Pressure builds on both sides for arms control. US expected to offer Soviets a timetable on SDI research

Ronald Reagan and Mikhail Gorbachev are coming down to the wire on the crucial issue of arms control. As Secretary of State George Shultz heads for talks in Moscow next week, there is a realization in Washington that the superpower leaders do not have much time left to achieve progress on nuclear arms reduction. In political terms, both leaders could use an agreement - President Reagan to get beyond the Iran-contra scandal and ensure his place in history and General Secretary Gorbachev to ease the nuclear face-off in Europe and give his country breathing space to rebuild its economy.

In terms of nuclear stability, achievement of an agreement on eliminating intermediate-range forces (INF) in Europe - the most promising area for early progress - could lend momentum to the more crucial negotiations on strategic nuclear arms. Diplomatic and arms experts believe it is still possible during Reagan's tenure to work out at least the broad principles for an accord to reduce such weapons.

Administration officials say that strategic arms will be a high priority for Mr. Shultz, who will be looking for the Soviets to address the issue of sublimits, i.e., reductions in various categories of weapons. ``Our big emphasis will be on START [the strategic arms control talks],'' Kenneth Adelman, director of the Arms Control and Development Agency, said yesterday. ``We have more to gain from START than from INF.''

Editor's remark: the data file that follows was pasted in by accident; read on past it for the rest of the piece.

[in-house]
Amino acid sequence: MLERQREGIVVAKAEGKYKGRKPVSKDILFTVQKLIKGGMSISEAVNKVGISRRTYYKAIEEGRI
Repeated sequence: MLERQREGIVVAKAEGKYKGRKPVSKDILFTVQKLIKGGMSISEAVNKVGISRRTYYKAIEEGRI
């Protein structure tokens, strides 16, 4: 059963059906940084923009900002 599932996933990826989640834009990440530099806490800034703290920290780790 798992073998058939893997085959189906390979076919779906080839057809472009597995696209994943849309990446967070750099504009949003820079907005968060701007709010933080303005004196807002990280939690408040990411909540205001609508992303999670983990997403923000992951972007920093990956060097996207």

The major stumbling block to an accord on strategic weapons remains Soviet concern about the President's Strategic Defense Initiative or antimissile space program. Washington seeks to delink START from the SDI issue. Mr. Adelman hinted that Secretary Shultz is carrying some proposals on SDI that might interest the Soviets. He also said the US would offer a timetable on SDI experiments in exchange for information on the Soviet antimissile research program.

In the opinion of some arms analysts, the Soviets may show flexibility on the SDI issue, once they conclude that congressional constraints on SDI as well as chronic infighting in the Reagan administration will effectively take care of their concerns.

Shultz's arms agenda will also include nuclear testing. The Soviets have dropped their insistence on negotiating a ban on all underground tests and to focus first on setting new limits on nuclear tests.

The secretary of state will be seeking tighter verification of nuclear tests to make possible the Senate's ratification of the 1974 and '76 treaties limiting tests to 150 kilotons. This would set the stage for further talks to limit the number and explosive force of tests.

On the INF negotiations, two main problems need to be resolved:

Verification. The US has proposed tough measures to monitor verification of an agreement, which would eliminate all medium-range missiles in Europe, leaving 100 warheads on each side to be deployed in Soviet Asia and on US soil. These measures include on-site inspections to monitor the present inventory, dismantling of the missiles, and the residual force.